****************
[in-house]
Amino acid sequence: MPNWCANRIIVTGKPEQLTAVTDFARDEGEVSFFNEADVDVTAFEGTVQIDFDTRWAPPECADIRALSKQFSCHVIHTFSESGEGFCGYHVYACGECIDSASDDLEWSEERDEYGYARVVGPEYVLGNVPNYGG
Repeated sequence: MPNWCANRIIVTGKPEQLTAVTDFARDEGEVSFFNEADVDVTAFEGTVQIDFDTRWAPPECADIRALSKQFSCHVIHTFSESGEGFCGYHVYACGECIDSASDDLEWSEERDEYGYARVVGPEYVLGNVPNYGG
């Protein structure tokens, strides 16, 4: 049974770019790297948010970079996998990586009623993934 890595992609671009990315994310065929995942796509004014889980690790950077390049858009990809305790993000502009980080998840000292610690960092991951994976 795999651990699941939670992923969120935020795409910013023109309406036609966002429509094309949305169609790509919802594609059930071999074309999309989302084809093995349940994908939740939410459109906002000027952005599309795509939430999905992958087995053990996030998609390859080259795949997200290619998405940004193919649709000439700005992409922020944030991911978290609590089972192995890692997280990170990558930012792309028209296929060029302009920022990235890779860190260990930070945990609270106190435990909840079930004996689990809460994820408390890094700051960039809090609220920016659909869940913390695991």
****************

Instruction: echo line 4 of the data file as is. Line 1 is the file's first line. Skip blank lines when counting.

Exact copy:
């Protein structure tokens, strides 16, 4: 049974770019790297948010970079996998990586009623993934 890595992609671009990315994310065929995942796509004014889980690790950077390049858009990809305790993000502009980080998840000292610690960092991951994976 795999651990699941939670992923969120935020795409910013023109309406036609966002429509094309949305169609790509919802594609059930071999074309999309989302084809093995349940994908939740939410459109906002000027952005599309795509939430999905992958087995053990996030998609390859080259795949997200290619998405940004193919649709000439700005992409922020944030991911978290609590089972192995890692997280990170990558930012792309028209296929060029302009920022990235890779860190260990930070945990609270106190435990909840079930004996689990809460994820408390890094700051960039809090609220920016659909869940913390695991």